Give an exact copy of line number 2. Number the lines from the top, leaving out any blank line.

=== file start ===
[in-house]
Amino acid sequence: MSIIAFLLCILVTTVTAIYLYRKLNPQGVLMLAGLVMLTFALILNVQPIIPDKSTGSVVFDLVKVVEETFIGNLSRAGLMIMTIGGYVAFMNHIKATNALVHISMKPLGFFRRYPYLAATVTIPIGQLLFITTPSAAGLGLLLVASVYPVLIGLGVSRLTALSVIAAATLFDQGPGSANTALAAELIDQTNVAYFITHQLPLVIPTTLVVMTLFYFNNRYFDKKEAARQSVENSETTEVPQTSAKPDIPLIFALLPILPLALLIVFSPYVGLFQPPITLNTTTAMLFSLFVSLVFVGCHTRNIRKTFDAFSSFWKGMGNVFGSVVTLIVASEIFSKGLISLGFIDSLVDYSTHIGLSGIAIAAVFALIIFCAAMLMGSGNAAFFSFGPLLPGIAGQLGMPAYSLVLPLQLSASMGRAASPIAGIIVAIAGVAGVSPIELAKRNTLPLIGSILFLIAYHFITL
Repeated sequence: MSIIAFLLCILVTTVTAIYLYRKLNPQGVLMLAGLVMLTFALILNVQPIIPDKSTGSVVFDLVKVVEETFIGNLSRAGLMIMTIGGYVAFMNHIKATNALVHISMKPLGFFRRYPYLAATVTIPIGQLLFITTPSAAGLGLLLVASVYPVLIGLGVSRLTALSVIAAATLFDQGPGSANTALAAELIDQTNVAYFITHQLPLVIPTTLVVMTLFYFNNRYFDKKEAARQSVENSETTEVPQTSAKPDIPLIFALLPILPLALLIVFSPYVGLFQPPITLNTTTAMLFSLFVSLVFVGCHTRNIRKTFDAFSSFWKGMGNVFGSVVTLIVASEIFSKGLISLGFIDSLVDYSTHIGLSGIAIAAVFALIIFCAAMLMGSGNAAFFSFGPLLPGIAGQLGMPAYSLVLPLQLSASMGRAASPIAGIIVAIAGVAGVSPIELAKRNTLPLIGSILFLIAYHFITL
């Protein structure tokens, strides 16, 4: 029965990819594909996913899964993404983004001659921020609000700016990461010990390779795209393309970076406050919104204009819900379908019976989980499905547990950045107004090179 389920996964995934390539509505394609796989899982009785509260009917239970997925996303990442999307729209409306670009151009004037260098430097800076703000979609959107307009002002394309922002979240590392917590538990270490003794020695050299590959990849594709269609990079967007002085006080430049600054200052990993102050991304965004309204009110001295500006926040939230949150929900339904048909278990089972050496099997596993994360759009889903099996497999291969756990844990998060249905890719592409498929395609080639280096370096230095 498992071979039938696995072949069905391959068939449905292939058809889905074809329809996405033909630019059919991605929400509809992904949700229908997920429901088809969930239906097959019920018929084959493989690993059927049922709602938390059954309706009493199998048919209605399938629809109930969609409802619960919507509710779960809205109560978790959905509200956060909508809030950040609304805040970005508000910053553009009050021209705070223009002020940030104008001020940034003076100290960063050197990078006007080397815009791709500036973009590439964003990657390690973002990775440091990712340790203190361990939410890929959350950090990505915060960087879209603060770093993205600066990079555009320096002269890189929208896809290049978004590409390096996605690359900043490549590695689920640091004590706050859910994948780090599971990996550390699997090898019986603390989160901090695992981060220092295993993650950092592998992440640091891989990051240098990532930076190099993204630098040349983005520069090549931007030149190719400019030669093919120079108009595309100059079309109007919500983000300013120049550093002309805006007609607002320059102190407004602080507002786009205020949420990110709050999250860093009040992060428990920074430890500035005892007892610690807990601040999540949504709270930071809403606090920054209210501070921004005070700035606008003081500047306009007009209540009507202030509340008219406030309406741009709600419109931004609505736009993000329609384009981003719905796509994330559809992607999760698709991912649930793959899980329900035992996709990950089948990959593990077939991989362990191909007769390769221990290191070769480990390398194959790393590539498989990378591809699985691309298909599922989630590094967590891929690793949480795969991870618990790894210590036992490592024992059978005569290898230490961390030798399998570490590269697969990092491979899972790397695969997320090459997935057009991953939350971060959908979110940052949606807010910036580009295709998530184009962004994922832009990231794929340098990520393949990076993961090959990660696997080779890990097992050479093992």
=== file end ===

Amino acid sequence: MSIIAFLLCILVTTVTAIYLYRKLNPQGVLMLAGLVMLTFALILNVQPIIPDKSTGSVVFDLVKVVEETFIGNLSRAGLMIMTIGGYVAFMNHIKATNALVHISMKPLGFFRRYPYLAATVTIPIGQLLFITTPSAAGLGLLLVASVYPVLIGLGVSRLTALSVIAAATLFDQGPGSANTALAAELIDQTNVAYFITHQLPLVIPTTLVVMTLFYFNNRYFDKKEAARQSVENSETTEVPQTSAKPDIPLIFALLPILPLALLIVFSPYVGLFQPPITLNTTTAMLFSLFVSLVFVGCHTRNIRKTFDAFSSFWKGMGNVFGSVVTLIVASEIFSKGLISLGFIDSLVDYSTHIGLSGIAIAAVFALIIFCAAMLMGSGNAAFFSFGPLLPGIAGQLGMPAYSLVLPLQLSASMGRAASPIAGIIVAIAGVAGVSPIELAKRNTLPLIGSILFLIAYHFITL